TLDR: What is the pythonic answer to documenting (offline) a CLI program that needs additional information (e.g. input file format), more than what reasonably should be put in argparse help output?
A friend and I are currently re-writing a perl CLI program in python. Coming from Unix, we already have documentation in man page format (but also conversions of these documents to HTML).
The current best practice for packaging seems to be using pyproject.toml, and I’ve managed to get a working binary script installed using [project.scripts].
Then I looked at installing the documentation. I browsed a couple programs (written in Python) I had lying around and noticed that most of them used setuptools’ data_files keyword (in setup.cfg); these are however not supported in pyproject.toml AFAICT, at least not with the setuptools build backend.
I don’t really care much markup I use for describing the program, but I didn’t find a suggested format or installation method or installation location.
However this is discouraged/nor recommended because that will result in a OS-specific solution, and because it might not work well with the different ways a Python package can be installed (virtual envs, pipx, etc)…
As far as I know there is no good solution for distributing packages with docs in a way that is platform independent.
Because of that, you might be better off using OS-level packaging/distribution mechanisms.
If you’re basically looking for a way to install stuff in /usr/share/doc or alike, the current packaging standards don’t really permit that. I’m not saying it isn’t possible — but you’re pretty much relying on undefined behavior, and then Linux distributions will have to move files anyway to the correct directories.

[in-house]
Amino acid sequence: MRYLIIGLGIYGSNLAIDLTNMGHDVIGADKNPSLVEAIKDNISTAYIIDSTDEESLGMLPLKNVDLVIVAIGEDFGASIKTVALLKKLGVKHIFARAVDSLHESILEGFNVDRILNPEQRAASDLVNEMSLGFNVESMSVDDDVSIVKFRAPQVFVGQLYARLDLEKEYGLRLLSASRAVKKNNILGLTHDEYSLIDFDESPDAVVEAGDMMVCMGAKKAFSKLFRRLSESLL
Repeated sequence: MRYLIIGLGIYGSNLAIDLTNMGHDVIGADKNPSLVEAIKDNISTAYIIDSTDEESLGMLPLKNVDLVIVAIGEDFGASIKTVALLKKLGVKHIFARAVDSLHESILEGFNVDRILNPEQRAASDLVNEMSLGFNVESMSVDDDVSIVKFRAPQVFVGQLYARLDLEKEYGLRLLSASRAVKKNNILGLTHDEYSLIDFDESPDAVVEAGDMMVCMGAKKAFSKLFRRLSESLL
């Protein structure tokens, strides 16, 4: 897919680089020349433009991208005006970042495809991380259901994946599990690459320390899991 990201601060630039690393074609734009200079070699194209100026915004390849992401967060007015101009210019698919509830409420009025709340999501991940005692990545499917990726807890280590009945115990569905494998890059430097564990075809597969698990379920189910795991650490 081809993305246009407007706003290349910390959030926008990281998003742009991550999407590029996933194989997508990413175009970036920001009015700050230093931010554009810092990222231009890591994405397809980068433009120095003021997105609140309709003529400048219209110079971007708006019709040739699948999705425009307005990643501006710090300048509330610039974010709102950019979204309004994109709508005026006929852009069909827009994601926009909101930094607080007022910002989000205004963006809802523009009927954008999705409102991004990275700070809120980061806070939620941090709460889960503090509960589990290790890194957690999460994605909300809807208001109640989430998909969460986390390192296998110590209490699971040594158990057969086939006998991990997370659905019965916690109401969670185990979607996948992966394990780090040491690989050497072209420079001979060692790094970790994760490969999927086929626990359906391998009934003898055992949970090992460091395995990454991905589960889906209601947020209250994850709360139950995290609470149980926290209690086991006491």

If you just prefer having it installed but the program doesn’t need to access it, I think the best you can do is to put it into a subdirectory of your project, publish somewhere online, make sure it’s included in sdist and perhaps add a big fat warning for packagers that installing docs offline is important.
If you want your program to be able to access it, or it is simply crucial for all users of the package to have it, then I suppose you can install it as package data — i.e. stuff it inside package’s directory with .py files, and make sure it ends up installed in site-packages. Then you can use importlib.resources to access these files, and I suppose you can write some help system on top of that.
Technically, you could also print the path to that subdirectory and tell people to browse it but that will only work when the package is loaded from files installed directly into the filesystem which isn’t the only supported case.
I don’t think it’s as bad as that. The standards do allow for what setuptools calls data-files and Flit calls external-data. Where those get installed is not guaranteed, but it is mostly predictable, and it can be used to install man pages if that’s your goal. On at least some Linux distros, man will even find man pages inside an activated virtualenv.
You shouldn’t assume man pages are readily available to all users, though. Beyond docstrings, we don’t really have a standard system for delivering documentation with Python packages.
What we do have is Readthedocs - most medium/large Python projects have docs written in Sphinx or Mkdocs hosted here (or sometimes on things like Github pages). RTD also offers PDF and Epub if you want to download docs for reference offline. Smaller projects might make do with just a README file in the repository.
Actually, it is guaranteed in some sense! They end up in the data directory specified by the corresponding scheme. You can see the specific location by running python -m sysconfig and seeing literally the first path it prints.